Guess What? Rudy Giuliani's Not Doing Too Well, Either
by Jonathan Singer, Mon Jan 29, 2007 at 12:12:47 PM EST
Last night I took a gander at recent polling from Rasmussen Reports and noticed that the ever-rightward-drifting used-to-be-thought-of-as-a-maverick-but- now-we-know-he-is-just-a-partisan-and-id eological-hack John McCain is tanking in the polls. But it seems the Arizona Senator is not the only leading GOP candidate who is coming up short these days. Take a look at some of the head-to-head numbers found in the latest Newsweek survey.
1/24-25/2007, Registered Voters, MoE +/- 4.0%
These numbers are not completely rosy for the Democrats and are certainly not as good as the numbers showing John McCain quickly sliding backwards against a whole slew of potential Democratic candidates. For one, the Democrats aren't pulling in the types of numbers among independents that would likely be necessary to defeat Giuliani -- or any other GOP candidate, for that matter. What's more, each of the three Democratic candidates listed polls only within the margin of error against Giuliani despite the fact that the partisan makeup of the poll is 35% D, 27% R, and 33% I. I would suspect that many of the self-proclaimed independents in the poll are actually Republicans ashamed of admitting their partisan preference, perhaps indicating that the Democrats are not bound to perform quite so poorly among indies -- or overall -- as this poll might indicate (though admittedly I don't know this for sure; it's a hunch not based on first-hand knowledge of the internals of the poll).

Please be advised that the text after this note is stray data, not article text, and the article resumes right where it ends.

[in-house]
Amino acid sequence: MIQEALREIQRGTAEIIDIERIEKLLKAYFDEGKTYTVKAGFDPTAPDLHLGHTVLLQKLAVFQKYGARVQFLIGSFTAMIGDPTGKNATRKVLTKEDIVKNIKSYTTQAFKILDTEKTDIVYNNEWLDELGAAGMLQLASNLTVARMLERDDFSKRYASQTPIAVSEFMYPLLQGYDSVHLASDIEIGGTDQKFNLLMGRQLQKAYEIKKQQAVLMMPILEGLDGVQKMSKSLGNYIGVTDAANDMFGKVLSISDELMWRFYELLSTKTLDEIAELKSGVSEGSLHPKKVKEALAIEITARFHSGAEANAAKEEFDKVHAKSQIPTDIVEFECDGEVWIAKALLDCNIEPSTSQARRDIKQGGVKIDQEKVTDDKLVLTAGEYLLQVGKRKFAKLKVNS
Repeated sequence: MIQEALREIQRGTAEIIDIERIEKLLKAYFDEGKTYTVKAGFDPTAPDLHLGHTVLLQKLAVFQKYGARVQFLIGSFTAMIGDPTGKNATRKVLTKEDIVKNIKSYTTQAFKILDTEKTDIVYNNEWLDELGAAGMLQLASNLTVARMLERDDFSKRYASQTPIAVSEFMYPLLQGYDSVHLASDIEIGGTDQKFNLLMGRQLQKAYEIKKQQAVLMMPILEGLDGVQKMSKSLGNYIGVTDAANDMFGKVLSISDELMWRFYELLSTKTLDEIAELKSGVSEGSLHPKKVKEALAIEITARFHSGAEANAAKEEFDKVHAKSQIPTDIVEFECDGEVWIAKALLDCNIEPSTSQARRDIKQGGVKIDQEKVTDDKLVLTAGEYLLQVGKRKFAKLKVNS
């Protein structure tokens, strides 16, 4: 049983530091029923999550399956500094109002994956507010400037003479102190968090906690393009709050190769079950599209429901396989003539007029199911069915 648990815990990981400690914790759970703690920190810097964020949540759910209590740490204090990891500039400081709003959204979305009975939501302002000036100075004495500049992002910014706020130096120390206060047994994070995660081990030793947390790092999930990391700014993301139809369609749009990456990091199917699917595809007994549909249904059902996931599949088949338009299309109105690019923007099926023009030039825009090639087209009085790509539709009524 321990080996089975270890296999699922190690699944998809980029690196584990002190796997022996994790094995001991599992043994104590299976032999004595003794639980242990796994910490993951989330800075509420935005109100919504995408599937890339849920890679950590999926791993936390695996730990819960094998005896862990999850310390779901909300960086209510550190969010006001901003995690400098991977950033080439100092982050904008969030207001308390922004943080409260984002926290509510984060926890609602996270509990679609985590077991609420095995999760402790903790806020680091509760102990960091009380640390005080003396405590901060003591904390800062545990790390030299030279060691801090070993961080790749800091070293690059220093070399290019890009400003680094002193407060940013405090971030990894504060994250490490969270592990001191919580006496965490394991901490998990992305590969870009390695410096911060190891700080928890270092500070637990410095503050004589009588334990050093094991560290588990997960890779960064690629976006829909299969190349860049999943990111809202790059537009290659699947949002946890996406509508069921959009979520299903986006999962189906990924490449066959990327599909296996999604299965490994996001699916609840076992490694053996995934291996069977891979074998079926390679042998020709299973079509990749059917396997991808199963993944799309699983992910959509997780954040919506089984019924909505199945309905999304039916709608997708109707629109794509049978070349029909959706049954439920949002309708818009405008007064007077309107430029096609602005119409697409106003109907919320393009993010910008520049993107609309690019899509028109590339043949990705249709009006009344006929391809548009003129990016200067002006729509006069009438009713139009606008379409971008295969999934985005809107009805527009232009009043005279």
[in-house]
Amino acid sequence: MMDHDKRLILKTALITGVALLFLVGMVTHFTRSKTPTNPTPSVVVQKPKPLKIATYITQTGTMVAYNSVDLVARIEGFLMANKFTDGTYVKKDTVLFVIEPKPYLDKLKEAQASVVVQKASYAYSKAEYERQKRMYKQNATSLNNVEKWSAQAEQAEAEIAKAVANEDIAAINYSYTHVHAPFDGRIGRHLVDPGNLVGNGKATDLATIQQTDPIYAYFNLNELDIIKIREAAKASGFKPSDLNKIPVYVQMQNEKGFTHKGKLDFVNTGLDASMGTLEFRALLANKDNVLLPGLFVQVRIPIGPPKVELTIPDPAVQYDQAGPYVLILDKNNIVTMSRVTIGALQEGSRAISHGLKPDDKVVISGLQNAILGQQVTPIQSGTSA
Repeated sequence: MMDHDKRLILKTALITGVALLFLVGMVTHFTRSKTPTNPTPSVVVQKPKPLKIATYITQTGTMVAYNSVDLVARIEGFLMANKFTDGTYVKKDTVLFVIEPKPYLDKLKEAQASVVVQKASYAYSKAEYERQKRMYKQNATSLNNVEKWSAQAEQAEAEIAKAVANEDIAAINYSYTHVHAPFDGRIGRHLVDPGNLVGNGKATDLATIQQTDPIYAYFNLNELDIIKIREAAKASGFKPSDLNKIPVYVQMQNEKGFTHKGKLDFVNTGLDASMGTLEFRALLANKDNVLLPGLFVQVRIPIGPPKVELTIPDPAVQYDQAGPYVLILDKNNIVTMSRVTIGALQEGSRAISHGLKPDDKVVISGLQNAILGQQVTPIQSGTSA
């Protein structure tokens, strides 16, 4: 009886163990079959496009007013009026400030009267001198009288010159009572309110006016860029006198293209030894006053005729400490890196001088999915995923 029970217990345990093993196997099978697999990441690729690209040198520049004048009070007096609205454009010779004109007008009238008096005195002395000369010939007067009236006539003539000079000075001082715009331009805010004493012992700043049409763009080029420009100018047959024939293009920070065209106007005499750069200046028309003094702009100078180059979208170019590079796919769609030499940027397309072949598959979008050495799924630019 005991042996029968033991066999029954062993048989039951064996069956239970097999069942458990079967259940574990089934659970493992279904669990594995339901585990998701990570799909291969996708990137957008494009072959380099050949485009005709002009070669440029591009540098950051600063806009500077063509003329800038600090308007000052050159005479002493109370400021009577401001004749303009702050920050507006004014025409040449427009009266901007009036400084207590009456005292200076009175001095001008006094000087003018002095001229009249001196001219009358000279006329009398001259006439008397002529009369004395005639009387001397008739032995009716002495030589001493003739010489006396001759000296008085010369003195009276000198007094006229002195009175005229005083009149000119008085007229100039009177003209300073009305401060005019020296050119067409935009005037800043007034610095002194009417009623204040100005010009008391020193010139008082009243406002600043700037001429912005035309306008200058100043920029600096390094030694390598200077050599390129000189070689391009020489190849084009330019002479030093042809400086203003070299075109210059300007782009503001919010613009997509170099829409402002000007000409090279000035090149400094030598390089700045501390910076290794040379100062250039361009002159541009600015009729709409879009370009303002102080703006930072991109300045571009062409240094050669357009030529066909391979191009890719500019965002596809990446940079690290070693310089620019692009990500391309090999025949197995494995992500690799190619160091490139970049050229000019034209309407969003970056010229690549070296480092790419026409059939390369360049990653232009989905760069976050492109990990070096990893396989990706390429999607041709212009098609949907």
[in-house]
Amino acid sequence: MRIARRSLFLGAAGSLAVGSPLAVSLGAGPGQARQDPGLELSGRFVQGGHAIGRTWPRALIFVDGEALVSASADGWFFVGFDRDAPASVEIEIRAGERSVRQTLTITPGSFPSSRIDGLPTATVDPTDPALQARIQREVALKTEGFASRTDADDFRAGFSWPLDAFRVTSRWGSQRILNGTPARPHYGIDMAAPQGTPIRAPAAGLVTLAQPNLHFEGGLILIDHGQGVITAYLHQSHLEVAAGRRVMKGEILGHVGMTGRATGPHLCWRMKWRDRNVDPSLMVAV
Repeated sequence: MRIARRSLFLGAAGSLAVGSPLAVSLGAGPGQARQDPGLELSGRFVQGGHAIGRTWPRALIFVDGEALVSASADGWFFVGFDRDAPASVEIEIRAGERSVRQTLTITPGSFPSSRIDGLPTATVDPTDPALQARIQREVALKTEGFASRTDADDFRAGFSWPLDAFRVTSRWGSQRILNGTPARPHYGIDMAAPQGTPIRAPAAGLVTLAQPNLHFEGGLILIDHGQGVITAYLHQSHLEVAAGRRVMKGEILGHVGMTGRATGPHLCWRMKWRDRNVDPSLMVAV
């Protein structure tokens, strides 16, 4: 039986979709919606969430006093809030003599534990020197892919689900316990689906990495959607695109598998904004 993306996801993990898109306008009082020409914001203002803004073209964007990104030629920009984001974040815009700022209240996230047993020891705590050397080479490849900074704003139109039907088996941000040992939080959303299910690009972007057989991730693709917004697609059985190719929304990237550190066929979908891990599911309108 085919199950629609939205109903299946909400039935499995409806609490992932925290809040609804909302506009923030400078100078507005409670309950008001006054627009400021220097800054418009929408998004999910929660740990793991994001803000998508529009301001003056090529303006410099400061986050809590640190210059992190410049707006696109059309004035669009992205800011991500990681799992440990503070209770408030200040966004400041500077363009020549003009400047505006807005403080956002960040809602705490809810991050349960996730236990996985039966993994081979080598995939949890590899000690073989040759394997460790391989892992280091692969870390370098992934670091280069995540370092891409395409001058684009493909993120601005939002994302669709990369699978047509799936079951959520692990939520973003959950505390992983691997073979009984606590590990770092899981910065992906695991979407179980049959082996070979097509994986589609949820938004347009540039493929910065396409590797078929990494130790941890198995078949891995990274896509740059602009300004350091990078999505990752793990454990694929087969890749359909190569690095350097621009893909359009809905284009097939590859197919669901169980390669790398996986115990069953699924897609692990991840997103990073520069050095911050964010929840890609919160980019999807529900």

That said, Giuliani is supposed to be the Republican candidate with the widest potential for appeal, the candidate that Democrats have the most to fear from. Like Colin Powell in 1996, the media and the political punditry seem to assume that if only Giuliani can get through the Republican primary he would trounce any Democrat he faced. This poll clearly shows that this is not the case. And that the poll also shows John McCain trailing by between 4 and 6 points against any of the three Democratic candidates listed above and voters generically backing the Democratic candidate for 2008 by a sizeable 49 percent to 28 percent margin (including 42 percent to 19 percent among independents, with just 78 percent of Republicans backing the generic GOP candidate) should have Republicans very worried about their current standing among the electorate.